We are fast approaching the holidays, and there is always a big push come New Year for health and wellness. Awesome, right?

Think about this:

If I rolled out of bed one morning and decided to promote myself an financial expert because I did my taxes last year – is that ok?

If I started giving legal advice and charging for it because I went through a divorce – is that ok?

If I decided to start giving individual exercise advice, even though I only took one exercise physiology class in undergrad and used to be an certified as an aerobics instructor – is that ok?

The lines may be blurry to some – but let’s be honest. I am not qualified to give you financial advice. I am not qualified to give you legal advice. And I am only qualified to give very general exercise advice that is within my scope as a dietitian.

So why do people call themselves nutritionists, or health coaches that have no background other than a personal experience and maybe a course or 2 in the field? I personally think they want to help. Right? I mean, I would tell my friend about the general ACSM guidelines for exercise, but I would know it may not be right for them, because we are all different. So – I’d refer them to an exercise physiologist!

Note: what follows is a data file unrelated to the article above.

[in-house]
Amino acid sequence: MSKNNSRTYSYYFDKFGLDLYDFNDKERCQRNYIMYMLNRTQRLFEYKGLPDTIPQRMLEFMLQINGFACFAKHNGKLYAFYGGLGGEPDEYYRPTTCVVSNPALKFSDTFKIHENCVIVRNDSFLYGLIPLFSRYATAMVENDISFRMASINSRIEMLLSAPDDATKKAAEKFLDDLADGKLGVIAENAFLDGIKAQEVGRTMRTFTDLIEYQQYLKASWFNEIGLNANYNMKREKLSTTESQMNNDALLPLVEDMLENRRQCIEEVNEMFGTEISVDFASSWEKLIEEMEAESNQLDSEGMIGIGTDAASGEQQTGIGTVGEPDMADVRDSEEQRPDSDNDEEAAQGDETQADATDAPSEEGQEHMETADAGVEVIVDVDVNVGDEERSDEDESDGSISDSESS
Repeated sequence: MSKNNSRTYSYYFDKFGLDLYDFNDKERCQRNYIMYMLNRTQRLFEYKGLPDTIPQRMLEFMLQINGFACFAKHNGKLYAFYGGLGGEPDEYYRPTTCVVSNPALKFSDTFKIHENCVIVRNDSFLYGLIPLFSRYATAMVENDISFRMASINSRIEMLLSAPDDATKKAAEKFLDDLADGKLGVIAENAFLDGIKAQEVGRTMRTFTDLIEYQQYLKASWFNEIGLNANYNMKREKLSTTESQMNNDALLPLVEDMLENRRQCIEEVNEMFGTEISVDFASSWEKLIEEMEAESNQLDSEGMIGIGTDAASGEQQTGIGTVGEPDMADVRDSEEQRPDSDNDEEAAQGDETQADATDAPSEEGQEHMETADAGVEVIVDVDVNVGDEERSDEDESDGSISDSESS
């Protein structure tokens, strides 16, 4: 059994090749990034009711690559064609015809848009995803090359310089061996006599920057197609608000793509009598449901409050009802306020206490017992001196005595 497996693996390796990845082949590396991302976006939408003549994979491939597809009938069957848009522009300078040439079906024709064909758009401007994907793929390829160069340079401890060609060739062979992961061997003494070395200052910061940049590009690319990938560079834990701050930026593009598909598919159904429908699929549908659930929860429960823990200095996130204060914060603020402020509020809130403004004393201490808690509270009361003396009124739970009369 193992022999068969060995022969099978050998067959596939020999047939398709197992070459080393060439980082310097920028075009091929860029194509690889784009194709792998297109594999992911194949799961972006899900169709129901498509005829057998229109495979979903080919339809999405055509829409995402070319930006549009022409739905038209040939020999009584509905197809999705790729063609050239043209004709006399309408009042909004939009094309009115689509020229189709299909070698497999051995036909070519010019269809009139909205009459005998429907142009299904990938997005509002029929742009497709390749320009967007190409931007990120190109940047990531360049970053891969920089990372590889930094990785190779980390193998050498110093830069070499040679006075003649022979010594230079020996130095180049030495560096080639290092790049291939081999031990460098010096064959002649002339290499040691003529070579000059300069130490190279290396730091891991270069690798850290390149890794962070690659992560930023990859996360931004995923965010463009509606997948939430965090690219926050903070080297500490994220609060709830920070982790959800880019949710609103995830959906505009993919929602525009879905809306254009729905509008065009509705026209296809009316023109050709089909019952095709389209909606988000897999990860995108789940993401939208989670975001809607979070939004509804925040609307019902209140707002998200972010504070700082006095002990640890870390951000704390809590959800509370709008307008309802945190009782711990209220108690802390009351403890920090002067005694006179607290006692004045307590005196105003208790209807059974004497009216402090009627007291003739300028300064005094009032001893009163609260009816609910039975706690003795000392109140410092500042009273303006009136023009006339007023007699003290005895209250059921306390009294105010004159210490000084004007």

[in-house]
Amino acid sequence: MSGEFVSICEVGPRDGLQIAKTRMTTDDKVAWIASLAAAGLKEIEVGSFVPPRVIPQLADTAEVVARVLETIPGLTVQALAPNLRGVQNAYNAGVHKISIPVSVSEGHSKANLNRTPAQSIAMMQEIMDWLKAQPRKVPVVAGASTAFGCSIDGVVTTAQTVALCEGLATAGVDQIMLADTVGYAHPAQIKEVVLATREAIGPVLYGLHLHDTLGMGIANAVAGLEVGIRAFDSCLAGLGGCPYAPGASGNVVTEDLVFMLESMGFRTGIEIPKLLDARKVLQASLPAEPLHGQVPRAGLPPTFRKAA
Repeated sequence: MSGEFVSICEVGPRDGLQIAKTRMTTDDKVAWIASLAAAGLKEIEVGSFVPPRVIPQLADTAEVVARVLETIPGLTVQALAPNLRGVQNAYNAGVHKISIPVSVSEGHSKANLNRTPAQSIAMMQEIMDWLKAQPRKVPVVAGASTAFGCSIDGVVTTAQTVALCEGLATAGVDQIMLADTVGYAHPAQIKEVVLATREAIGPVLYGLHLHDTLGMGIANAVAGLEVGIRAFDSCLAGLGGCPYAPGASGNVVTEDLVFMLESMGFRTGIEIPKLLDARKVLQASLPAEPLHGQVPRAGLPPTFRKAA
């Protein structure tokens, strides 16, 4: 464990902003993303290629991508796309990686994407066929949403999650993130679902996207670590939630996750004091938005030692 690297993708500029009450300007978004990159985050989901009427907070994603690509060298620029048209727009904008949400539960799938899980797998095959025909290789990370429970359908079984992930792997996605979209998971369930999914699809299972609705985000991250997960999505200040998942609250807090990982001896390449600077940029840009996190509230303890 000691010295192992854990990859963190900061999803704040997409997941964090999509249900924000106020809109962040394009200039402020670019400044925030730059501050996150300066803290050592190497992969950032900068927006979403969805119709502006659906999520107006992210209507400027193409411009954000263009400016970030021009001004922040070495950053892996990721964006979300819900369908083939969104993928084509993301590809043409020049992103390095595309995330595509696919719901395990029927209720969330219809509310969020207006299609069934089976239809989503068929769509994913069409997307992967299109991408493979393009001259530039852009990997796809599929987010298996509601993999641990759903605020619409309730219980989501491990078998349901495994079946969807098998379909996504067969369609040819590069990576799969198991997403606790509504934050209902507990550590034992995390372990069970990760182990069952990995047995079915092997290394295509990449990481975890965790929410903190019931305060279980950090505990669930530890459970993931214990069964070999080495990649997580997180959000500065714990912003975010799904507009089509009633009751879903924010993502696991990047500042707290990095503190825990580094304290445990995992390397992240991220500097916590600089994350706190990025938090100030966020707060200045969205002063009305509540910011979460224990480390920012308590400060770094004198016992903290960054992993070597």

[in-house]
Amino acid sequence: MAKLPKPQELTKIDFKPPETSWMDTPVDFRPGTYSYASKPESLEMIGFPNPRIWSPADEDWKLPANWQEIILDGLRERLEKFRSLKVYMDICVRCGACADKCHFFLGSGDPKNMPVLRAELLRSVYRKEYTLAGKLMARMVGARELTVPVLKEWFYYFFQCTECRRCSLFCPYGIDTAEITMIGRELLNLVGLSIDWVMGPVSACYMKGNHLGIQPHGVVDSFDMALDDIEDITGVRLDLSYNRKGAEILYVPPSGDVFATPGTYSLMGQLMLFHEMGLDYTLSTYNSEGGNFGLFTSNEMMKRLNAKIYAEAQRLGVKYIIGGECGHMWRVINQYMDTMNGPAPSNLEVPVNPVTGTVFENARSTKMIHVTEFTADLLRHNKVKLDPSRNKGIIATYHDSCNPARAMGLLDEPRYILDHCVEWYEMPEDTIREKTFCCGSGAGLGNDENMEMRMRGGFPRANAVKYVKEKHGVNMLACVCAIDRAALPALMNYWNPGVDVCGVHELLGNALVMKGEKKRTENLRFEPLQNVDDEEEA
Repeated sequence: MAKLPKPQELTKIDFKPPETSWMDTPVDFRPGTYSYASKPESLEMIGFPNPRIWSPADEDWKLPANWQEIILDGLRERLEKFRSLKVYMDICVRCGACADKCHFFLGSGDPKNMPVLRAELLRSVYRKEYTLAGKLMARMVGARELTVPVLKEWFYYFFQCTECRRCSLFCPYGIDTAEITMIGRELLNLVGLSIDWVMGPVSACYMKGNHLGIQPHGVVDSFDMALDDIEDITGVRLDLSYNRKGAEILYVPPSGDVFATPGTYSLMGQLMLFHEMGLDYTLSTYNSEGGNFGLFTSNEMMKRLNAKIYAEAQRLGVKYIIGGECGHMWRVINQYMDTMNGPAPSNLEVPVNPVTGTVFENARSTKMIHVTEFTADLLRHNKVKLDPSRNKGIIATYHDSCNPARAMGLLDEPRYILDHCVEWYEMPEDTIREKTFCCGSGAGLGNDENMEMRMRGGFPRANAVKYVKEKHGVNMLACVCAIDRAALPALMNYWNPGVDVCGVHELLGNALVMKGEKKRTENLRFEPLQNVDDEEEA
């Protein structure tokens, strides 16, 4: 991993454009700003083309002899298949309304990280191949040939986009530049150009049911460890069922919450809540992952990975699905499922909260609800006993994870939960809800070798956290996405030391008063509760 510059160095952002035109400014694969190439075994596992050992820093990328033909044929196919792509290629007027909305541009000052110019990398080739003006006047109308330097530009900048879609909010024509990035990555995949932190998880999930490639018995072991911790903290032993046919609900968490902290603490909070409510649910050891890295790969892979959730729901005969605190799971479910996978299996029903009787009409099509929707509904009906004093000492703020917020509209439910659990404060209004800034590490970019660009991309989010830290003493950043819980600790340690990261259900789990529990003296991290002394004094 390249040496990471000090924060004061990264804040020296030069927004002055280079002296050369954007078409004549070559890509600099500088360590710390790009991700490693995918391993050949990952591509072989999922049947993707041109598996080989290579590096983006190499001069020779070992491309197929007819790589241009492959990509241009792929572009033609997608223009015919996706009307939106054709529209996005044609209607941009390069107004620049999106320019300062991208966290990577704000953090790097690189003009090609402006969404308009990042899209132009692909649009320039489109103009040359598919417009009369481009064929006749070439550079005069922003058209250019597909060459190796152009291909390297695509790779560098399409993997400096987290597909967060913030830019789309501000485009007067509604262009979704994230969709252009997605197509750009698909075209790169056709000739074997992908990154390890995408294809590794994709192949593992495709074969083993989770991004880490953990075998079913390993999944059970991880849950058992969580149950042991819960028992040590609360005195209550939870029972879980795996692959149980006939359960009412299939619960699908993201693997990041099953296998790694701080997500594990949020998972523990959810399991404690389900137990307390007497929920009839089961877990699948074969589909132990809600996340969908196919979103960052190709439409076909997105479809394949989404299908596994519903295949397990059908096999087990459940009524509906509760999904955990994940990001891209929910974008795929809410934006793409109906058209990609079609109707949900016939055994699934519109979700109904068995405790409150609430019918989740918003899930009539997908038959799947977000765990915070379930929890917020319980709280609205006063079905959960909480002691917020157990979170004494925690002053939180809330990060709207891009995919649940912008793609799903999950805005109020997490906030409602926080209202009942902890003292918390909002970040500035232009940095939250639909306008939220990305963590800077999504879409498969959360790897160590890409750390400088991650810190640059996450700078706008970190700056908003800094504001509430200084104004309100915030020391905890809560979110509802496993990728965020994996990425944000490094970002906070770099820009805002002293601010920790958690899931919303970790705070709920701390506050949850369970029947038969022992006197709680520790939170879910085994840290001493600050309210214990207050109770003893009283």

Let’s set the record straight. Our healthcare system needs health and wellness information to be accurate, reliable, individualized, and translated by the right people. Let’s all cheer each other on! When it comes to giving advice though, let’s leave it up to the experts. #nutrition

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